Lorson’s work is funded in part by Cure SMA, FightSMA and the Gwendolyn Strong foundations. Erkan Osman, a post-doctoral fellow in Lorson’s lab and the first author on the most recent paper, won the emerging investigator award from FightSMA and Gwendolyn Strong in 2015.

How does Zika move from mother to child?

Scientists use placental cells in lab to study virus
By Phillip Sitter | MU Bond Life Sciences Center

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Megan Sheridan, an MU grad student, removes the base solution from a demonstrated sample of stem cells that will be grown into placental cells for study of Zika virus. Within four days of exposure to the correct hormones, the stem cells express genes of placental cells, and within another day start producing placental hormones. The cells are infected with Zika at day four to ensure maximum measurable interaction, as the stem cells naturally die in culture after about ten days. | photo by Phillip Sitter, Bond LSC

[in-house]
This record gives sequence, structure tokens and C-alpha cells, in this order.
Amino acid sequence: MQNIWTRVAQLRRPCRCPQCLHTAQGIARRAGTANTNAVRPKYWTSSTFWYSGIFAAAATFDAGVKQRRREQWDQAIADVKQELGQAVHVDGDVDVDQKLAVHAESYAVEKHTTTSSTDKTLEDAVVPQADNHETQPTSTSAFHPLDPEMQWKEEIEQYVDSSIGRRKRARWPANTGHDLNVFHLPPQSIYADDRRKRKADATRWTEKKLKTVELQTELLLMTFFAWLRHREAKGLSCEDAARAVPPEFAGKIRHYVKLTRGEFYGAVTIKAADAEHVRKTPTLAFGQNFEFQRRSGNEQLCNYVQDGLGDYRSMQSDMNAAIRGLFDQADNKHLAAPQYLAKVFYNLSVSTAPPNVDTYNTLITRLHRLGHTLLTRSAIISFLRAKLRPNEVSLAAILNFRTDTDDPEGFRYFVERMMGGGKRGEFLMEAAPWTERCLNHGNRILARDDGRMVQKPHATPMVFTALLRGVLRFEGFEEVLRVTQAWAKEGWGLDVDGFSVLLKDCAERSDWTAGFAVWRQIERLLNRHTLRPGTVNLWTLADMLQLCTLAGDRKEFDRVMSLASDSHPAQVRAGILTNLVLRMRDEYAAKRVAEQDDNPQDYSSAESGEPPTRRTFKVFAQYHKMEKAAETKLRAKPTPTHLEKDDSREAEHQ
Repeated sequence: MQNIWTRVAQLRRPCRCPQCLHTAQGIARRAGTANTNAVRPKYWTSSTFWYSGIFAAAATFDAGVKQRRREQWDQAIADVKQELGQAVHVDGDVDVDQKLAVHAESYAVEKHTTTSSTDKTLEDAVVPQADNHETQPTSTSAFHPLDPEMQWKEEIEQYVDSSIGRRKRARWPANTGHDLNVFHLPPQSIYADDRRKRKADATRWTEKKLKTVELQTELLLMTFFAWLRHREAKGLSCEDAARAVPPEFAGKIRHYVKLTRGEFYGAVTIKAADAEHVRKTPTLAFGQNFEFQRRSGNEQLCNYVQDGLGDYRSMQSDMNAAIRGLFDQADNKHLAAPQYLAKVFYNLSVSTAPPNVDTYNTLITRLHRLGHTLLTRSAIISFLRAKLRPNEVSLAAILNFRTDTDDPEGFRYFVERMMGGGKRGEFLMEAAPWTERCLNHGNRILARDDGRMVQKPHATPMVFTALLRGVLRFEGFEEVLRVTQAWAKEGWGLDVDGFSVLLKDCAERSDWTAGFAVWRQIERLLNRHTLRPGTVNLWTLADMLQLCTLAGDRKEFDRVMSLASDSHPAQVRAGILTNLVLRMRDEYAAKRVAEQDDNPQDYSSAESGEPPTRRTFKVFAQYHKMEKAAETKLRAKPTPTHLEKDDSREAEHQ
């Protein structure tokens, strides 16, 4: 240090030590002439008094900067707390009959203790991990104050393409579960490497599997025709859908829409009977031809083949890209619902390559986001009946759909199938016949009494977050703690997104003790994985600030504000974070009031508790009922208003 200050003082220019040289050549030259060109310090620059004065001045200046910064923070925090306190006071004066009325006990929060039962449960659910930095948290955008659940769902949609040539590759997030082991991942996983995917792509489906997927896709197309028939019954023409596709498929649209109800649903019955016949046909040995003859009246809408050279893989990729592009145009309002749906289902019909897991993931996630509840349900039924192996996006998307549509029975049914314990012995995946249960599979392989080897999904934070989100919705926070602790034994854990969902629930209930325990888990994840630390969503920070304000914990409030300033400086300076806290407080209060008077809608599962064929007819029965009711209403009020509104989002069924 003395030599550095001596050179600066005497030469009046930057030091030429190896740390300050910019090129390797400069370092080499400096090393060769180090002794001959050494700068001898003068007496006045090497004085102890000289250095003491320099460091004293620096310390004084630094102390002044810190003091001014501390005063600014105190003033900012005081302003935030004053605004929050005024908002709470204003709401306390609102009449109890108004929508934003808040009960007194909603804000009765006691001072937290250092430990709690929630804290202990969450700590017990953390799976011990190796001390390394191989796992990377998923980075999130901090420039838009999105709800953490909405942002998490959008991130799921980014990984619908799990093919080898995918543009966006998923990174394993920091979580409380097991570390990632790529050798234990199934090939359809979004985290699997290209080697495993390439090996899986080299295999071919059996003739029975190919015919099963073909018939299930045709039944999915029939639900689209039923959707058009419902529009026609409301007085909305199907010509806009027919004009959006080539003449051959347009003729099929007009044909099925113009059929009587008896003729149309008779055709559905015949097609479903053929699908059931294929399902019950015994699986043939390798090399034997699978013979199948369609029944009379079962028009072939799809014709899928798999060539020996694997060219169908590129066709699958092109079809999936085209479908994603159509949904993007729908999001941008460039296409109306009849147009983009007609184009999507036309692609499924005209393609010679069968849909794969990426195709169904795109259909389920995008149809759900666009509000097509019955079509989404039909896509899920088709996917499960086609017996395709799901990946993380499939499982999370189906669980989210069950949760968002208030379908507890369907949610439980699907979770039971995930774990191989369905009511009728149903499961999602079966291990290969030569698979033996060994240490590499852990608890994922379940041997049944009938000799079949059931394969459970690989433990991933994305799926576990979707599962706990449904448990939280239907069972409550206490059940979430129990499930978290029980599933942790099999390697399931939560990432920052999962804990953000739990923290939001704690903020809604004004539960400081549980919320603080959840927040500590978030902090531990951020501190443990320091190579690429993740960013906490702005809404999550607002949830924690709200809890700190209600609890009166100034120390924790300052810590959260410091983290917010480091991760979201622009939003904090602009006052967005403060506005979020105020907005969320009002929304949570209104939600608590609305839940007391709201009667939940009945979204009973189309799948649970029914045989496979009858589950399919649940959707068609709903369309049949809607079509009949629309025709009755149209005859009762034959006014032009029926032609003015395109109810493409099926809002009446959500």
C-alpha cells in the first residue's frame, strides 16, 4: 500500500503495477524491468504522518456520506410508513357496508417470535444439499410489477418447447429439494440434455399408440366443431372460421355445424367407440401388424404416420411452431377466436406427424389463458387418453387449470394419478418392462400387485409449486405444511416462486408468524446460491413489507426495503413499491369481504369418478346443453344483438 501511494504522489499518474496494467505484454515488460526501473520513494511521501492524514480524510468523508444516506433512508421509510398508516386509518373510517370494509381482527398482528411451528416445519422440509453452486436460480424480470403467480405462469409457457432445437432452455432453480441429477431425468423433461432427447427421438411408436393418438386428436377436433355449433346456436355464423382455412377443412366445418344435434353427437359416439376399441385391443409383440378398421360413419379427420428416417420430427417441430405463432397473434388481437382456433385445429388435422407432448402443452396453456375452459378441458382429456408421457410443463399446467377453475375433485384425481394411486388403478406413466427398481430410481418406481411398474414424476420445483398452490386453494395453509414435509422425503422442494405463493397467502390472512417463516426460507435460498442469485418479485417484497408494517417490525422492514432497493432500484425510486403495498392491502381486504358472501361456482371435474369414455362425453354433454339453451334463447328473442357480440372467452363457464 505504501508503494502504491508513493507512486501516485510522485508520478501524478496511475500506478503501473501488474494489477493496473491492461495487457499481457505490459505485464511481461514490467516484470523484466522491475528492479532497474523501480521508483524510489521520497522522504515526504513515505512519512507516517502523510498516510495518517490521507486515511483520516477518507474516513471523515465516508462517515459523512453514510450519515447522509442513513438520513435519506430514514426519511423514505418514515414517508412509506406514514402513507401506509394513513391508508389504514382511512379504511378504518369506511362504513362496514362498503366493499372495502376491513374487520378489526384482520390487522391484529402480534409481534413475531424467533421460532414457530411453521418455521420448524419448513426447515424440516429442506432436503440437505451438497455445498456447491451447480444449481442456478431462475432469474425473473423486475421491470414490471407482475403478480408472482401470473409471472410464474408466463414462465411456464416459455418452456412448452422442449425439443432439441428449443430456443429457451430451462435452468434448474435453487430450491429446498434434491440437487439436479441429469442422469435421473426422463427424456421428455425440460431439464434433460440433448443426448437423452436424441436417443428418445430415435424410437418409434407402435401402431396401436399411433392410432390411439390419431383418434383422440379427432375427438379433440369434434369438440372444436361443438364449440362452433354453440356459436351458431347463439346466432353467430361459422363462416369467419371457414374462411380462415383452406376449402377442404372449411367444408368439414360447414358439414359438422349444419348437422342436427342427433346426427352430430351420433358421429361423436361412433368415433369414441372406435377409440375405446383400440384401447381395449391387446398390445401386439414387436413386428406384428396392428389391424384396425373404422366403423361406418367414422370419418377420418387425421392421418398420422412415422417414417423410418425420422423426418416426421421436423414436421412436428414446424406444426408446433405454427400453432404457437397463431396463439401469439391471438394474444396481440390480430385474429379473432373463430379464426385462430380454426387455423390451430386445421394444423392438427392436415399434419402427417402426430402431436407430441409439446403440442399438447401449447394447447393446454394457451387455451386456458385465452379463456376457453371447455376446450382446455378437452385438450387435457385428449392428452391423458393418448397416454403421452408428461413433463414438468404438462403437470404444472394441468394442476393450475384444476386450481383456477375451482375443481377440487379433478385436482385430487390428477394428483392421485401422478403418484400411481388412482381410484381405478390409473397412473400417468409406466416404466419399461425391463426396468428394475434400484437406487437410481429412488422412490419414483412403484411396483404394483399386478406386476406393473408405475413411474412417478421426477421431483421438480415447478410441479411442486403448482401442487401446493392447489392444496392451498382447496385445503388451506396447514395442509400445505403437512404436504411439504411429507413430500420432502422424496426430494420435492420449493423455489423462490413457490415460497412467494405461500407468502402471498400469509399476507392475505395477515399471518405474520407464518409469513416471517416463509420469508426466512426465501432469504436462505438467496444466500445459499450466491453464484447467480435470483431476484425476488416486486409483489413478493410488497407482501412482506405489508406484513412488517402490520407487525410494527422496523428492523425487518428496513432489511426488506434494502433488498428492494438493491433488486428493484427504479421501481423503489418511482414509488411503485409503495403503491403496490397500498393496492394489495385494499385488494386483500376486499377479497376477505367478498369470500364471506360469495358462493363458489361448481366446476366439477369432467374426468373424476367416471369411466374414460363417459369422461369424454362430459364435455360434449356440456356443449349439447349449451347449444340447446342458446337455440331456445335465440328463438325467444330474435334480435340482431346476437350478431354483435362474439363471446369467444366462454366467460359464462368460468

Scientists believe they have a better way to study how Zika virus can spread from a pregnant mother to her fetus — and their technique doesn’t even involve observations of babies in the womb or post-natal examinations.

“As soon as we heard about Zika, everybody’s light bulbs turned on,” said Megan Sheridan, a graduate student at the University of Missouri Bond Life Sciences Center.

Sheridan works in the lab of  Toshihiko Ezashi at Bond LSC, and she, in turn, is part of a cross-campus team researching Zika with R. Michael Roberts, Alexander Franz, Danny Schust and Ezashi.

Roberts’ lab studies pluripotent stem cells — progenitor cells which can develop into any other type of cell in the body.